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Case StudyFluid Management for Craniofacial Resection with Rectus Free-Flap D. John Doyle MD PhD FRCPC Cleveland Clinic Foundation firstname.lastname@example.org March 2003
Case: Craniofacial Resection with Rectus Free-Flap A 76 year-old male, weighing 81 kg who was 185 cm tall, presented with complaints of facial pain and swelling. The patient had smoked a pack of cigarettes a day for almost 50 years. About 10 years ago, he developed angina while playing tennis. The angina was treated with the beta-blocker atenolol and the patient quit his smoking habit. At the time of diagnosis, the patient reported that his infrequent anginaattacks responded quickly to sublingual nitroglycerine tablets. Hedescribed his exercise tolerance as good, being able to climb three flights of stairs before "getting pooped". The patient took no other medications and had no allergies.
Remember • 76 year-old male • Former smoker • CHD • Complaints of facial pain and swelling
Diagnosis A diagnosis of squamous cell carcinoma of the maxillary sinus was made bymagnetic resonance imaging and confirmed by biopsy following a workup.
Surgical Plan SURGERY The surgical plan was to undertake a 10-hour craniofacial resection of the right maxilla and orbit and to replace the defect with a rectus muscle free-flap using microvascular techniques. A three litre blood loss is expected. • 10-hour craniofacial resection • 3 L expected blood loss
Preoperative Tests Laboratory results included a hemoglobin concentration of 13 g/dL, a creatinine of 1.1 mg/dL. Vital signs, serum electrolytes, electrocardiogram and chest X-ray were all unremarkable. · Hb 13 g/dL · Creatinine 1.1 mg/dL
Coronary Artery Disease Although this patient appeared to be in fairly good shape, with good exercise tolerance, he had known coronary artery disease. Because of his coronary artery disease, most anesthesiologists would not allow his hemoglobin to drop significantly below 10 g/L.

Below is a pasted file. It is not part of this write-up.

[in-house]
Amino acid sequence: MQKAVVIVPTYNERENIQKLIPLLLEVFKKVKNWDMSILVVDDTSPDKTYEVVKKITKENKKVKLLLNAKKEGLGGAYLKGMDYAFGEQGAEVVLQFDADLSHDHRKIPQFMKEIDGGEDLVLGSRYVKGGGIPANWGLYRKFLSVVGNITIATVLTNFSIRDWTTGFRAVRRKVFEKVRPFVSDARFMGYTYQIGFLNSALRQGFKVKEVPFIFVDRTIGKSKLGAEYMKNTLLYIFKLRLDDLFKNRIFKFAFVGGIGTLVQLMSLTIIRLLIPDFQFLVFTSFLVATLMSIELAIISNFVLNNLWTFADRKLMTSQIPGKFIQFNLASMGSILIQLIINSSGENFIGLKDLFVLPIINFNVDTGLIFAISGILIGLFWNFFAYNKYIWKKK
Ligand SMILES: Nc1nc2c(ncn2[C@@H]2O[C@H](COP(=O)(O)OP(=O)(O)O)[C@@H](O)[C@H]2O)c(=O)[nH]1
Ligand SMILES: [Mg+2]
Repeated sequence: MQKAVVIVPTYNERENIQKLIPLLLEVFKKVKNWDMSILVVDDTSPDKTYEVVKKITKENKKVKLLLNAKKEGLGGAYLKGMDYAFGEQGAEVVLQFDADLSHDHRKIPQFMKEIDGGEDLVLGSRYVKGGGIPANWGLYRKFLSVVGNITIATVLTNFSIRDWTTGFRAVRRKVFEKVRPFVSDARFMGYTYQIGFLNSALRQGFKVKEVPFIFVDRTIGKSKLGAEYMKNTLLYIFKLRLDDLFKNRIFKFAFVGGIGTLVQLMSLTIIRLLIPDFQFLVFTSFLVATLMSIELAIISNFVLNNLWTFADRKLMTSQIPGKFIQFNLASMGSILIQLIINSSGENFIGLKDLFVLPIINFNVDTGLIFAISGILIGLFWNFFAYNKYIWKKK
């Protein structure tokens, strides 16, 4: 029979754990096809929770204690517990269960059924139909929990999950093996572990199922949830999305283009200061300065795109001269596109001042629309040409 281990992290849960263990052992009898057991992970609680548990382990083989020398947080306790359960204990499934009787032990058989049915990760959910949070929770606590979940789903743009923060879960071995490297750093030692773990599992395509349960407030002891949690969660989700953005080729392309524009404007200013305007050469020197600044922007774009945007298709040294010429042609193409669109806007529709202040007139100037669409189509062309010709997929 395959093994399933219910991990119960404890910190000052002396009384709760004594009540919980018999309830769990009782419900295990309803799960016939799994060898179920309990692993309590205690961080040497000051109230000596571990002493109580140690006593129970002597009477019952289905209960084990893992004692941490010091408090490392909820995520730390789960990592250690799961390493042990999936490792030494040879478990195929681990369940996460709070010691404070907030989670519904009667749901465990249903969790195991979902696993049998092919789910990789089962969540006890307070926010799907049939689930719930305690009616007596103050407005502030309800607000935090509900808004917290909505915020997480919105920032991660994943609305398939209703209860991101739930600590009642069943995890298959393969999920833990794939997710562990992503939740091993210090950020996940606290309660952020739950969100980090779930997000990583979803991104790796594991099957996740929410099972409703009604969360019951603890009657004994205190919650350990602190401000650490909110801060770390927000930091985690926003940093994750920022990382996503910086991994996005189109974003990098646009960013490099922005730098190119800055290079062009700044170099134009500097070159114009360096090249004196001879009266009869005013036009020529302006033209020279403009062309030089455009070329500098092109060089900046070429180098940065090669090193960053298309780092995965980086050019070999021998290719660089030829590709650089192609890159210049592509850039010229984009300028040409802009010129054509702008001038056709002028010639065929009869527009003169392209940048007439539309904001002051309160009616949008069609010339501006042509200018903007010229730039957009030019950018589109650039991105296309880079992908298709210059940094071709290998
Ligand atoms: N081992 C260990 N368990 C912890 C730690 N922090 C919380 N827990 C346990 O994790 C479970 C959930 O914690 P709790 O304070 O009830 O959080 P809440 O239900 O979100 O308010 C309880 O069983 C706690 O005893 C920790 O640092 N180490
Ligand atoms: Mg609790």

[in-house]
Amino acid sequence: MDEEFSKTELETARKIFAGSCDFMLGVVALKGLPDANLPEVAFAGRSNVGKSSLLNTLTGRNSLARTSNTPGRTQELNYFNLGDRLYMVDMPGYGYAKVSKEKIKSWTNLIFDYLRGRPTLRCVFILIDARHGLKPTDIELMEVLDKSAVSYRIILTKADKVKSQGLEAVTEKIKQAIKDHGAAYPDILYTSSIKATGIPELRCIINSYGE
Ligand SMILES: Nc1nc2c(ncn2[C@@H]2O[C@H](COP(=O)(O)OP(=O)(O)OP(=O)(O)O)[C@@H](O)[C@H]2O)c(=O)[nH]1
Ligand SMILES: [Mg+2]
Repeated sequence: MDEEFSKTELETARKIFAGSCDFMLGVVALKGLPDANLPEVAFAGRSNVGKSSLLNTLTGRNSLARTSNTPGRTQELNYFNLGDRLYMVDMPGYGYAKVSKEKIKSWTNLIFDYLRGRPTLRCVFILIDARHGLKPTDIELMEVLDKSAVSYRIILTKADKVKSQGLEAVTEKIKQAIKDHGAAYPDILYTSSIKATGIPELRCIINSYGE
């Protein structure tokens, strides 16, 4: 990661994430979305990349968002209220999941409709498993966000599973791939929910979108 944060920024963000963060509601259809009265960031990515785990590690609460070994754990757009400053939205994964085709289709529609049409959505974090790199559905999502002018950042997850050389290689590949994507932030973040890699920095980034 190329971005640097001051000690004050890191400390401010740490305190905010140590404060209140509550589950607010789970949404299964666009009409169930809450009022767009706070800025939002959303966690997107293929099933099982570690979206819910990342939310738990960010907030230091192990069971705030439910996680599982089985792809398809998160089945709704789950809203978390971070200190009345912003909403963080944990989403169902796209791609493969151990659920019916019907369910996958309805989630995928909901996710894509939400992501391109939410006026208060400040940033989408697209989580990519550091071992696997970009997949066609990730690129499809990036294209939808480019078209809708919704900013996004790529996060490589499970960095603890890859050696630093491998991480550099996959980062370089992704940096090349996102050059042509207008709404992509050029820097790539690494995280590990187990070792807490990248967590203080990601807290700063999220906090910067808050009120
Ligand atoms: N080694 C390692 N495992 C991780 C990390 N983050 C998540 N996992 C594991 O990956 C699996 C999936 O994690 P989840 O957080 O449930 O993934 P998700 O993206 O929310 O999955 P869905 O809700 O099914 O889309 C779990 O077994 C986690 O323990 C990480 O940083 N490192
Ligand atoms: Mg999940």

Blood Volume Estimate Using 65 mL/kg as a blood volume estimate, his blood volume (BV) was calculated to be about 5300 mL.
ABL=2(5300) x (130-100)/(130+100)=1400 mL (approx.) This suggests that with appropriate fluid replacement using crystalloid or colloid, the patient could lose up to about 1400 mL of blood, before a transfusion of packed red blood cells would likely become necessary. If serial blood samples were taken from an arterial line, it would be possible to know exactly when a minimum acceptable hemoglobin or hematocrit had been reached.
ABL Formula The allowable blood loss (ABL) was estimated using the following formula:ABL=2BV x (Starting Hb-Allowable Hb)/(Starting Hb+Allowable Hb)ABL=2(5300) x (130-100)/(130+100)=1400 mL (approx.)
Two options to replace ongoing blood losses • 4:1 with a crystalloid such assaline or Ringer’s lactate solutionor • 1:1 with a colloid such as PENTASPAN® (10% pentastarch in 0.9% sodium chloride injection) This is given in order to keep the patient isovolemic.
Rule of Thumb One often used "rule of thumb" is to replace initial blood losses with crystalloid such as saline on a 4:1 basis until blood losses reach 15-20% of blood volume. Replace subsequent losses 1:1 with a colloid such asPENTASPAN® (to keep patient isovolemic) until the hemoglobin or hematocrit falls below the "transfusion trigger".